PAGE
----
Report: With High Rates and No Supply, Retail’s the New Darling of CRE Finance
JLL Capital Markets finds that rents jumped nearly 4%, supply has stalled
For a long time, retail was the ugly duckling of commercial real estate. Now it might be the best-kept secret among the big five asset classes.
A new report from JLL Capital Markets found that a supply crunch in retail has pushed rents up and made retail properties a popular lynchpin of capital markets securitizations, investments and mergers now that office has fallen out of favor in the post-COVID climate.
In September, sales of retail properties grew for the sixth straight month, jumping 0.7 percent from August, and rising 3.8 percent year-over-year, according to JLL. Much of this is due to a lack of available space: New deliveries have stalled even as 145 million square feet of retail product was demolished in the last five years, mostly in obsolete shopping malls.
“[In 2023] interest rates have risen a lot, all legacy deals are upside-down, so retail is actually performing really well. The problem tenants are being pushed out, there hasn’t been a lot of new construction since before the GFC, so there’s a lack of new supply,” explained Scott Aiese, senior managing director at JLL Capital Markets.
“The amount of rent growth we’ve seen is pretty fantastic as it relates to the mark-to-market rent,” he added.
Much of the rent growth has been driven by supply constraints. Today the availability rate – ratio of available space divided by total space on the market – is nearly 200 basis points below its historical average of 6.8 percent, according to JLL.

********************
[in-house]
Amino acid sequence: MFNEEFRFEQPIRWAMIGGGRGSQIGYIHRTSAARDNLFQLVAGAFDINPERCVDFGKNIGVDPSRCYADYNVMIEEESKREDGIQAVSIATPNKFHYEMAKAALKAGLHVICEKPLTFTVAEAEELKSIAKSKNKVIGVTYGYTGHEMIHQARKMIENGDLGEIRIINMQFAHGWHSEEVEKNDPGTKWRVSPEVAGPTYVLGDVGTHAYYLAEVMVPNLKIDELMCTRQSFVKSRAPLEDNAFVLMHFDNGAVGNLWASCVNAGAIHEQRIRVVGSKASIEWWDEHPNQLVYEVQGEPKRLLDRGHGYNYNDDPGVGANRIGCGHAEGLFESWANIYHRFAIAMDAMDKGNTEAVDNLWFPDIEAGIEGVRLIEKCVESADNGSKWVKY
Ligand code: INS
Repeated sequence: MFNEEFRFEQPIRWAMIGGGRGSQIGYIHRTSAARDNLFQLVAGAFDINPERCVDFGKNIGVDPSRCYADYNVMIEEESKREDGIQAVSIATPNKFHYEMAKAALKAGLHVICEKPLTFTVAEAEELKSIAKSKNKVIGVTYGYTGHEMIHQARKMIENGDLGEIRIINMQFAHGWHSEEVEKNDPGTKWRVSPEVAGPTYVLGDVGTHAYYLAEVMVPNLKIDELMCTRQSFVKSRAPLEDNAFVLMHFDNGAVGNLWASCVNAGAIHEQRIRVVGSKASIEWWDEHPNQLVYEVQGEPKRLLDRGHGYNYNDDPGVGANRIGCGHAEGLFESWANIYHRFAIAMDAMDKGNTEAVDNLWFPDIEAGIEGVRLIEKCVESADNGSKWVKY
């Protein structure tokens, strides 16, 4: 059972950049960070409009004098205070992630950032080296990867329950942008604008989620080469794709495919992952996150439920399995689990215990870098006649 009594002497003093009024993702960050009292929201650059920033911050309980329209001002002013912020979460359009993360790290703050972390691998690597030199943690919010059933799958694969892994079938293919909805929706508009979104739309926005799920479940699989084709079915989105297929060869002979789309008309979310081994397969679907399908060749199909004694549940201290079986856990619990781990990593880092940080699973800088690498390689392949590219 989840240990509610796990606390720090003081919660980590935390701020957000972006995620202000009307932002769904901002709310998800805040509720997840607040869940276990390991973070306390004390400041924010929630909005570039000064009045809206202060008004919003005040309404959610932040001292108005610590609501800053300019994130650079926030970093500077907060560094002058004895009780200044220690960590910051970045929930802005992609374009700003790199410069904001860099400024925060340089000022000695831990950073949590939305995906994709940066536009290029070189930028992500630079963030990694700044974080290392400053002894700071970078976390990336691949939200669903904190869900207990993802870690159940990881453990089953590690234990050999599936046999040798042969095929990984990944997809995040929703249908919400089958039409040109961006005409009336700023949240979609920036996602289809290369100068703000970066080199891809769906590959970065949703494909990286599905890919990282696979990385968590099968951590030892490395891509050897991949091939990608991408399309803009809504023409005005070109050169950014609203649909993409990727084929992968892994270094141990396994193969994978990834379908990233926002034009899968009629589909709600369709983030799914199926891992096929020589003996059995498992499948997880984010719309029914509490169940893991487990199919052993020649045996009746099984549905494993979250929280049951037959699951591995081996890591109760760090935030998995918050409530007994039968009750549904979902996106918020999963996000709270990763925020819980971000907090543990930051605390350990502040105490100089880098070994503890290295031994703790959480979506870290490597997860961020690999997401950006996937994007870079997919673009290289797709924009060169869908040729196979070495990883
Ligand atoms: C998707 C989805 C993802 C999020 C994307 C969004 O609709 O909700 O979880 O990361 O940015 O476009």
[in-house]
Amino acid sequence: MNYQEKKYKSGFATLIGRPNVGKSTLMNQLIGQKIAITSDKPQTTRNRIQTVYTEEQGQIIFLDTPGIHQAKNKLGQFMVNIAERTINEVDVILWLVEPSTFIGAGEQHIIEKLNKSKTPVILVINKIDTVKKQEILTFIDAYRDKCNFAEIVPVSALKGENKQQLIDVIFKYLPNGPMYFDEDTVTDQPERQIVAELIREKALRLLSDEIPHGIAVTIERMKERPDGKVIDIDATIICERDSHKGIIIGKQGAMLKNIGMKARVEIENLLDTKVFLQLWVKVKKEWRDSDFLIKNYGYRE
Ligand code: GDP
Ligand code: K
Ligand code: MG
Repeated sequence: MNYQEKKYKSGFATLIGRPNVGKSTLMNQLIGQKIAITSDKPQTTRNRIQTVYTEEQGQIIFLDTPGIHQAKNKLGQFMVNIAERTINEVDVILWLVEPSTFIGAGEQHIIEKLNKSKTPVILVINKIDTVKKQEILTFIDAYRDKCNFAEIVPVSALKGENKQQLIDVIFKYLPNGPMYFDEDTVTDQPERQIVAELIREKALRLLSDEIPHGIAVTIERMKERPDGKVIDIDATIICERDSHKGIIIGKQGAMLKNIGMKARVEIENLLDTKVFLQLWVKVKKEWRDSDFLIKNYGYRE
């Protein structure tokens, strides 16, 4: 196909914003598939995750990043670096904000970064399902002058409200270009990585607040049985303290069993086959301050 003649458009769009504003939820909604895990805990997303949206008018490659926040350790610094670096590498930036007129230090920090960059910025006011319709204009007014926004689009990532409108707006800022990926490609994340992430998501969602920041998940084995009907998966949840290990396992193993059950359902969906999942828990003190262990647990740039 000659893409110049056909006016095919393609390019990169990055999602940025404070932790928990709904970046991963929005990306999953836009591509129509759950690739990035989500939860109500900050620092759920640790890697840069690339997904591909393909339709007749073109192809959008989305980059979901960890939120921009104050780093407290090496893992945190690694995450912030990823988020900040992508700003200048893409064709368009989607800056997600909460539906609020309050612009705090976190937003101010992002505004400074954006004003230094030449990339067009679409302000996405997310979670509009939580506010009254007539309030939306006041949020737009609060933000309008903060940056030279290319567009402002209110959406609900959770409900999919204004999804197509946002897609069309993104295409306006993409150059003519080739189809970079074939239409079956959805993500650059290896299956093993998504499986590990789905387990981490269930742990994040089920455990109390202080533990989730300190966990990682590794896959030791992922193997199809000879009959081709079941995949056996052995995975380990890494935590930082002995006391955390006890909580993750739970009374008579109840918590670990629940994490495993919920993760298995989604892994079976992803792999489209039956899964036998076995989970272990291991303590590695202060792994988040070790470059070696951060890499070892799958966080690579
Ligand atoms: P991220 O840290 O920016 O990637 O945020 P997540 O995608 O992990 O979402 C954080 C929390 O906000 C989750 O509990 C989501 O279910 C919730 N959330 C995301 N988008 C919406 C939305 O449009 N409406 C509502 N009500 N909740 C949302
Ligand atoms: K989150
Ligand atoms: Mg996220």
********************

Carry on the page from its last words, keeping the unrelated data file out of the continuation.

Aiese noted that there’s little vacancy. Of the 6.4 billion square feet of general retail space across all 50 states, the vacancy rate sits at 2.5 percent in the third quarter of 2023, with only 5.3 million square feet of net deliveries and 42.7 million square feet of new construction in the pipeline, according to JLL data.
“Over the last 12 years, there’s been no new supply. And then at the same time, you think about the subtraction of supply, with malls being demolished, so there aren’t as many good locations for tenants to go to,” explained Aiese.
On the other hand, urban retail has thrived in central business districts, while suburban retail has flourished with the demographic shift to the suburbs.
“Urban street retail is finding a footing, but in neighborhood districts it’s better than ever. In the Astorias, the Upper West Sides, you have 24/7 populations using the restaurants or stores,” said Aiese. “You’re also now seeing millennials move to suburbs who’ve created families. “That’s who shops a lot: new families who fill up their houses with stuff. That’s who’s moving around, those are the big consumers.”
Retail has “really found a moment where we see capital flow into it,” he added.
Those capital flows have meant big changes for retail in the CMBS, mergers and acquisitions, and real estate investment trust [REIT] spaces.
Moreover, the CMBS market has initiated a new pattern of leaning into retail at the expense of office in both conduit deals and single-asset, single-buyer [SASB] transactions.
Of the total amount of CMBS issuance in 2023, 13.4 percent has been secured behind office properties, while 24 percent has been secured by retail. In 2020, office securitizations were 37 percent of CMBS issuance, while retail was barely 11 percent, according to JLL internal data.
“So the banks are pushing that [amount of office] down … and the group that’s benefiting from that the most is retail,” said Aiese. “I think this year my team alone has done $2 billion worth of retail, and it’s a byproduct of it being highly investable today.”
Brian Pascus can be reached at firstname.lastname@example.org